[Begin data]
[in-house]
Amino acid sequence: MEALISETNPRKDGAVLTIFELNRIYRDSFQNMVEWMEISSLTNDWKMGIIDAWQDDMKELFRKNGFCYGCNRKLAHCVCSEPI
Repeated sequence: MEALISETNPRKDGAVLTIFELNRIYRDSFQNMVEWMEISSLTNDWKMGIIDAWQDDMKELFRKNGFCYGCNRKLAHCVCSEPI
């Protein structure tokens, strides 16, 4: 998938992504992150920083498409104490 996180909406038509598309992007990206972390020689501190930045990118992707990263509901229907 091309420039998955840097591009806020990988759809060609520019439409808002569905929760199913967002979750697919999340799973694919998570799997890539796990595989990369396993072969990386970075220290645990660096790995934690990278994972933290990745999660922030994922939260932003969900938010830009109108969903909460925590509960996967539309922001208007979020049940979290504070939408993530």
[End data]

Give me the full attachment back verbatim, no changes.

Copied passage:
[in-house]
Amino acid sequence: MEALISETNPRKDGAVLTIFELNRIYRDSFQNMVEWMEISSLTNDWKMGIIDAWQDDMKELFRKNGFCYGCNRKLAHCVCSEPI
Repeated sequence: MEALISETNPRKDGAVLTIFELNRIYRDSFQNMVEWMEISSLTNDWKMGIIDAWQDDMKELFRKNGFCYGCNRKLAHCVCSEPI
């Protein structure tokens, strides 16, 4: 998938992504992150920083498409104490 996180909406038509598309992007990206972390020689501190930045990118992707990263509901229907 091309420039998955840097591009806020990988759809060609520019439409808002569905929760199913967002979750697919999340799973694919998570799997890539796990595989990369396993072969990386970075220290645990660096790995934690990278994972933290990745999660922030994922939260932003969900938010830009109108969903909460925590509960996967539309922001208007979020049940979290504070939408993530």